Secret computer code is used to help send defendants to jail
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Courts in at least four states have refused to allow defense lawyers to examine proprietary computer programs that are being used to send defendants to jail.
Courts in California, Pennsylvania, North Carolina and Florida are among those that have ruled against defendants seeking the information, Slate reports in an article by Rebecca Wexler, a visiting scholar at University of California at Berkeley law school’s Human Rights Center. She calls secret code in the criminal justice system “one of the most urgent if overlooked tech transparency issues.”
The article offers the example of Martell Chubbs, who was charged in a 1977 murder after a proprietary computer program said DNA evidence from the victim matched his profile. The California Court of Appeal, Second Appellate District, ruled in an unpublished opinion (PDF) in January that the software owner, Cybergenetics, did not have to turn over the source code.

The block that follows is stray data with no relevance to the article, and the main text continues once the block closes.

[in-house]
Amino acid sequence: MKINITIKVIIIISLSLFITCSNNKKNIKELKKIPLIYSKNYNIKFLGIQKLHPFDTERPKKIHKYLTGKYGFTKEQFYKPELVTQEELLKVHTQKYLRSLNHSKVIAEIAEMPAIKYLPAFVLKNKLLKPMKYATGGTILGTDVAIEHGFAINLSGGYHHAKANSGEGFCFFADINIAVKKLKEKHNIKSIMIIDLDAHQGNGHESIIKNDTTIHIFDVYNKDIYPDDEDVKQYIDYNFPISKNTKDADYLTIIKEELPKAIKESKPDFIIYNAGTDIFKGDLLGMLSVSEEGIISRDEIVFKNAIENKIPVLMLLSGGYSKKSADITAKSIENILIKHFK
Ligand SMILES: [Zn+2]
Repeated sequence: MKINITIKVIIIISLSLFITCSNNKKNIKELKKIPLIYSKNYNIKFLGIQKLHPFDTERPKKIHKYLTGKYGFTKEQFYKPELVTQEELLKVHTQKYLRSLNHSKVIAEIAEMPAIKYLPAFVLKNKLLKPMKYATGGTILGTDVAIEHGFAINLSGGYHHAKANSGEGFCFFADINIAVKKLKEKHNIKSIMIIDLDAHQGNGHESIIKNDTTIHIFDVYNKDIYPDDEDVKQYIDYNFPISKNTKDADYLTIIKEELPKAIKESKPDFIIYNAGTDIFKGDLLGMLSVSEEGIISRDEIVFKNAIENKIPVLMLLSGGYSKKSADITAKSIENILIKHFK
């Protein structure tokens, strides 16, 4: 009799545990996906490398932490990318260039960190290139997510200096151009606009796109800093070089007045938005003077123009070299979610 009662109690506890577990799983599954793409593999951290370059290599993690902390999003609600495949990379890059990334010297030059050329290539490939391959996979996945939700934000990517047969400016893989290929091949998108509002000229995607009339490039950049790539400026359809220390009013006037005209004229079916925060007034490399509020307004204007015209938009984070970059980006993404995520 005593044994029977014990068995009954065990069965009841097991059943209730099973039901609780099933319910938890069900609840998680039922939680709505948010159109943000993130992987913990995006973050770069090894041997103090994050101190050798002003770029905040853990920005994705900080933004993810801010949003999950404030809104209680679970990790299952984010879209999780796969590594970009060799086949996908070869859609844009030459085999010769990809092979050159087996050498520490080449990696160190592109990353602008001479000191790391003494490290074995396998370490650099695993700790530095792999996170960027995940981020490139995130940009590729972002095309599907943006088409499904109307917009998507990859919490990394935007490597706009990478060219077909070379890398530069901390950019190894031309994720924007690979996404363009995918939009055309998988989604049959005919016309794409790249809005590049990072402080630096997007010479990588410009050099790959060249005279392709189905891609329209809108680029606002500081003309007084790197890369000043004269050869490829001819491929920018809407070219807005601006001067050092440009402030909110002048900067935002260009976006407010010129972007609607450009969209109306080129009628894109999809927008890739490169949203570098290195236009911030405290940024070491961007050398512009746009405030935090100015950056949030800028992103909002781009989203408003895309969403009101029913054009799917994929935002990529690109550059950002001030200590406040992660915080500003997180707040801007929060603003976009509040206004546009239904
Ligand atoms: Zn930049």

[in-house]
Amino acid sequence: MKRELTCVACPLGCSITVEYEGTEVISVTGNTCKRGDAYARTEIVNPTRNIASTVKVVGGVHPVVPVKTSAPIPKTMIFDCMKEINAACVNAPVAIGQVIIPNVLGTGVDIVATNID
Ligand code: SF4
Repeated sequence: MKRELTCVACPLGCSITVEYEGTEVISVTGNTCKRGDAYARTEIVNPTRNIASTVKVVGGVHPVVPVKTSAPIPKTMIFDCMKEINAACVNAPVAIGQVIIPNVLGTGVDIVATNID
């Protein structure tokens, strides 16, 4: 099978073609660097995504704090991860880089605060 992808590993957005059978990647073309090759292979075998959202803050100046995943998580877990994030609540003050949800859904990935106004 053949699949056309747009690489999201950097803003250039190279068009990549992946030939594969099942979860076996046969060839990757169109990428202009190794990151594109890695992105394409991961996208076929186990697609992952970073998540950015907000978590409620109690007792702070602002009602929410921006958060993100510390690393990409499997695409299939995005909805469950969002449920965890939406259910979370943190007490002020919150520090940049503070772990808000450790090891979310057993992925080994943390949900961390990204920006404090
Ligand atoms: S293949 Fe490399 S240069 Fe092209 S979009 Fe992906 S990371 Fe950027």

The court said the methodology and underlying mathematical model for the TrueAllele software was disclosed, and the company provides opposing experts the opportunity to review the process.
Coding errors have altered the ratios of the likelihood of a DNA match and identified a bug in Breathalyzer software. Absent the code, audits of technology can only show performance in controlled laboratory environments.
Such testing was unable to detect how Volkswagen software was able to cheat on emissions tests, and “it won’t be enough to guarantee the quality of digital forensic technologies, either,” Wexler writes.
Hat tip to the Marshall Project.